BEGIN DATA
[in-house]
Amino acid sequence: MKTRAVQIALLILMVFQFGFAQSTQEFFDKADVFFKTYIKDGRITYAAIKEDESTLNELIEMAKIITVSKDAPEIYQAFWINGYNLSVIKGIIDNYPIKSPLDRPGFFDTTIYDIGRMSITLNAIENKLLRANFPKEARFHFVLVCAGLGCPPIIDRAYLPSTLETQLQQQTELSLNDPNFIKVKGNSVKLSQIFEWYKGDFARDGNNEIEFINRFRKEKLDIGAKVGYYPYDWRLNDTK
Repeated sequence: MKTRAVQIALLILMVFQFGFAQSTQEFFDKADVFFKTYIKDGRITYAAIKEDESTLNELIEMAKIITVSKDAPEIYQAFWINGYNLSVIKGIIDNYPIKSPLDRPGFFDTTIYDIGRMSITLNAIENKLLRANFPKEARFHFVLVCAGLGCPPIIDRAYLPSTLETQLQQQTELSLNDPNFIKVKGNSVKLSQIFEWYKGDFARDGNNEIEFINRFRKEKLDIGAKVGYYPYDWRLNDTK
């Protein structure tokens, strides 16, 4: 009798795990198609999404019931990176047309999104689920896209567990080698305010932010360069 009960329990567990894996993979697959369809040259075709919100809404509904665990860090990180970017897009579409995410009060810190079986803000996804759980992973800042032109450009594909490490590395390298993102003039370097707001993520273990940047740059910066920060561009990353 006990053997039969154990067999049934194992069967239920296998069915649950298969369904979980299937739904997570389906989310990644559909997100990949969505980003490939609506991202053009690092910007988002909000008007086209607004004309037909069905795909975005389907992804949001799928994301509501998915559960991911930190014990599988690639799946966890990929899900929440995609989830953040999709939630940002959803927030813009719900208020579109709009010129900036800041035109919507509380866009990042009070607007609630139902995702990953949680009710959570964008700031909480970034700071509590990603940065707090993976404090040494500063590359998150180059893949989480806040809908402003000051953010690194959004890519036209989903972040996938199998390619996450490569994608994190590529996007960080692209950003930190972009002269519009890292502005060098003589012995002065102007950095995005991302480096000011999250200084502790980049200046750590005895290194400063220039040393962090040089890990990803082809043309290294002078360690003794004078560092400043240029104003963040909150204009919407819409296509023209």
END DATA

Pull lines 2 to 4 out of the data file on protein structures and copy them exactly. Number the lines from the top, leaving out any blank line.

Amino acid sequence: MKTRAVQIALLILMVFQFGFAQSTQEFFDKADVFFKTYIKDGRITYAAIKEDESTLNELIEMAKIITVSKDAPEIYQAFWINGYNLSVIKGIIDNYPIKSPLDRPGFFDTTIYDIGRMSITLNAIENKLLRANFPKEARFHFVLVCAGLGCPPIIDRAYLPSTLETQLQQQTELSLNDPNFIKVKGNSVKLSQIFEWYKGDFARDGNNEIEFINRFRKEKLDIGAKVGYYPYDWRLNDTK
Repeated sequence: MKTRAVQIALLILMVFQFGFAQSTQEFFDKADVFFKTYIKDGRITYAAIKEDESTLNELIEMAKIITVSKDAPEIYQAFWINGYNLSVIKGIIDNYPIKSPLDRPGFFDTTIYDIGRMSITLNAIENKLLRANFPKEARFHFVLVCAGLGCPPIIDRAYLPSTLETQLQQQTELSLNDPNFIKVKGNSVKLSQIFEWYKGDFARDGNNEIEFINRFRKEKLDIGAKVGYYPYDWRLNDTK
């Protein structure tokens, strides 16, 4: 009798795990198609999404019931990176047309999104689920896209567990080698305010932010360069 009960329990567990894996993979697959369809040259075709919100809404509904665990860090990180970017897009579409995410009060810190079986803000996804759980992973800042032109450009594909490490590395390298993102003039370097707001993520273990940047740059910066920060561009990353 006990053997039969154990067999049934194992069967239920296998069915649950298969369904979980299937739904997570389906989310990644559909997100990949969505980003490939609506991202053009690092910007988002909000008007086209607004004309037909069905795909975005389907992804949001799928994301509501998915559960991911930190014990599988690639799946966890990929899900929440995609989830953040999709939630940002959803927030813009719900208020579109709009010129900036800041035109919507509380866009990042009070607007609630139902995702990953949680009710959570964008700031909480970034700071509590990603940065707090993976404090040494500063590359998150180059893949989480806040809908402003000051953010690194959004890519036209989903972040996938199998390619996450490569994608994190590529996007960080692209950003930190972009002269519009890292502005060098003589012995002065102007950095995005991302480096000011999250200084502790980049200046750590005895290194400063220039040393962090040089890990990803082809043309290294002078360690003794004078560092400043240029104003963040909150204009919407819409296509023209």